Northern Rock's "good bank" posted a £140m loss for its first six months as an independent company while the "bad bank" it was spun off from reported a £350m pre-tax profit.
The loss at Northern Rock plc was largely down to separation costs, and the need to pay high interest rates to depositors while holding £7bn at the Bank of England at low interest rates. The bank also incurred heavy charges as a result of the state guarantee offered to depositors. It was removed during the half and the bank lost £2bn of its £19bn in deposits as a result.
Gary Hoffman, who runs both banks as chief executive, insisted that the "good bank" still remained on track for a return to the private sector but said there was "no timetable" for this. "We have come away and made lots of very good progress. We remain committed to repayment of the taxpayer and returning Northern Rock to the private sector when the time is right. The numbers show we have made considerable progress against these objectives," Mr Hoffman said.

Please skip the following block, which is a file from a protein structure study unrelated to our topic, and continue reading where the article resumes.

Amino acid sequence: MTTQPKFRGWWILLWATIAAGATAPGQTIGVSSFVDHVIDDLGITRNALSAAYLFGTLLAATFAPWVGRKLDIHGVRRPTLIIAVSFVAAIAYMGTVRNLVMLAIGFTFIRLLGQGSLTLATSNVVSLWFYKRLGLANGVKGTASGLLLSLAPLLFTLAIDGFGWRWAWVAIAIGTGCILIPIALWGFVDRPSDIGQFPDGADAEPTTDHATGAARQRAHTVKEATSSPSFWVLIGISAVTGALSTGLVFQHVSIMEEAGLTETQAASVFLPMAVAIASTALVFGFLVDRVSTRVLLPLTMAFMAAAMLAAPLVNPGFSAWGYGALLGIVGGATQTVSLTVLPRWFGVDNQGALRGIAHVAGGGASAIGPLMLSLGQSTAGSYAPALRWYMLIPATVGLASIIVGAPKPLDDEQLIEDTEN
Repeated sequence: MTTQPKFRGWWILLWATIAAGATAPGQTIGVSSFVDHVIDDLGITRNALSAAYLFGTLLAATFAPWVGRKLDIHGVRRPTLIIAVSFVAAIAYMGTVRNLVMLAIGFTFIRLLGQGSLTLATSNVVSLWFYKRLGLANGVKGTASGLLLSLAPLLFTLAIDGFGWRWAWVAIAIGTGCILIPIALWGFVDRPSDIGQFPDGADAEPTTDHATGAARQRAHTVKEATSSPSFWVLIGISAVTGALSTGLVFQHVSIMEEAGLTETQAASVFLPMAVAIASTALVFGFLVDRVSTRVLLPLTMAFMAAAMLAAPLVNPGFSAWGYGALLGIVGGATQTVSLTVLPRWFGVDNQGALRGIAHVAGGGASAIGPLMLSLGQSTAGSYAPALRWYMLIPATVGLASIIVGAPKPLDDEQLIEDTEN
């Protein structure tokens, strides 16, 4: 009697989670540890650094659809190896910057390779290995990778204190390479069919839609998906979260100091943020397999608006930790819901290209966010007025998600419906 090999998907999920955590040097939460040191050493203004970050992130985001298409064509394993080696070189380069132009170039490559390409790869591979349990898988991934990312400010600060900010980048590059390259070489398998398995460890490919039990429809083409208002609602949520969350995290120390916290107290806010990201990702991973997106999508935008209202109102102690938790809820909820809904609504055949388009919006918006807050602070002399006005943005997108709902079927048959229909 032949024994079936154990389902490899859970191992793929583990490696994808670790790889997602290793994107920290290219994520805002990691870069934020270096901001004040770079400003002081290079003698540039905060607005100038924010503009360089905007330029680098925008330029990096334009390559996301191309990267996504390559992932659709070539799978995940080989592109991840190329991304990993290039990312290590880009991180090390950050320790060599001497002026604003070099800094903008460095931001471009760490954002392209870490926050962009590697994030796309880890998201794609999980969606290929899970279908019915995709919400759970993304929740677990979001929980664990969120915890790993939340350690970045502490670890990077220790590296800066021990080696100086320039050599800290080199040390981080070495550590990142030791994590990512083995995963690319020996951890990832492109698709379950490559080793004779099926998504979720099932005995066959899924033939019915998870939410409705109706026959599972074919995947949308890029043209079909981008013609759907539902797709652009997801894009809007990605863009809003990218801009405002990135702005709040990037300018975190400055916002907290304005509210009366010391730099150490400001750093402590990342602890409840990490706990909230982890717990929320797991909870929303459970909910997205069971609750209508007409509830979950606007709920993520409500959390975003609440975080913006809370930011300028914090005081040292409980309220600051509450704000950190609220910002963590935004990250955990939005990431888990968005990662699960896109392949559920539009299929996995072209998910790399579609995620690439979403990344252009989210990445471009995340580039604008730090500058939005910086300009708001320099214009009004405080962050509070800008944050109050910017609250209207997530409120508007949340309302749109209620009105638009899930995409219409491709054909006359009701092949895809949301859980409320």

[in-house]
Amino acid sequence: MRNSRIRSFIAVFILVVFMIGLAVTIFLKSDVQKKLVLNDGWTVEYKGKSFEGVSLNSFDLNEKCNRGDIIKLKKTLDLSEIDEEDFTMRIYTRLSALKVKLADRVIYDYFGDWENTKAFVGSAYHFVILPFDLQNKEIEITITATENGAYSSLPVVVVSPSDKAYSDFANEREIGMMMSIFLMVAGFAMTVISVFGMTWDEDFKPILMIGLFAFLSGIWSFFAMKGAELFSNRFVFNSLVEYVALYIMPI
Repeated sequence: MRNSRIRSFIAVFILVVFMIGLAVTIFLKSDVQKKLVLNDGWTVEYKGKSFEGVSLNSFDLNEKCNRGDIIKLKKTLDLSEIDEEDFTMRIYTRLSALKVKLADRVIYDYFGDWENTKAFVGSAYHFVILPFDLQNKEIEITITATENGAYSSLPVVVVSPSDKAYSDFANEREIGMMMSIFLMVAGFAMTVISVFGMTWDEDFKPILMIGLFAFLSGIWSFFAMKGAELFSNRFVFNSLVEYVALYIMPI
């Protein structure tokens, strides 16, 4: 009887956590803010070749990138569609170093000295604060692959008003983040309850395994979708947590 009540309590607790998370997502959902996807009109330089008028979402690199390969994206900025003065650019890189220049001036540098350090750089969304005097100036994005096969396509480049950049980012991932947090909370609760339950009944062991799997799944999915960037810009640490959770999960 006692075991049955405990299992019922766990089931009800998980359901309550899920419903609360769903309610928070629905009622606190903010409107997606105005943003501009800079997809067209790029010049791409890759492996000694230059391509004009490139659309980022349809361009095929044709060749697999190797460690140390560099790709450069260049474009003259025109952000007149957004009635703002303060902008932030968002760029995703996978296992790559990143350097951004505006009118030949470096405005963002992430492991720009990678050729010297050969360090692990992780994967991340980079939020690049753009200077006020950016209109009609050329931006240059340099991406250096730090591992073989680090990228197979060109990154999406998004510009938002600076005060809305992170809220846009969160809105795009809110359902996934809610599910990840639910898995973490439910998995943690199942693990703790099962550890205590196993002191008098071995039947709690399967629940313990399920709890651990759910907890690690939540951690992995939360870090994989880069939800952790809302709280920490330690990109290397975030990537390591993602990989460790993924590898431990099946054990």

He said the bank is now looking at expanding its product range beyond mortgages and savings to include personal loans and credit cards.
Mr Hoffman objects to calling Northern Rock Asset Management a "bad bank", saying that 90 per cent of the mortgages that remain with it are still "performing" loans. Its profit compares to a £742m loss in the first half of 2009. Despite the improvement in the operation's fortunes, largely because bad debts are declining across the banking industry, the company is only repaying the £22.5bn loan advanced by the Government at a snail's pace – £300m was paid back in the first half.
The number of properties in possession also fell to 1,846 compared with 2,061 at 31 December 2009 and the impairment charge against bad loans, at £277m, is lower than in both the pervious half and the first half of last year. It is hoped that a run off company may eventually buy the business.Reuse content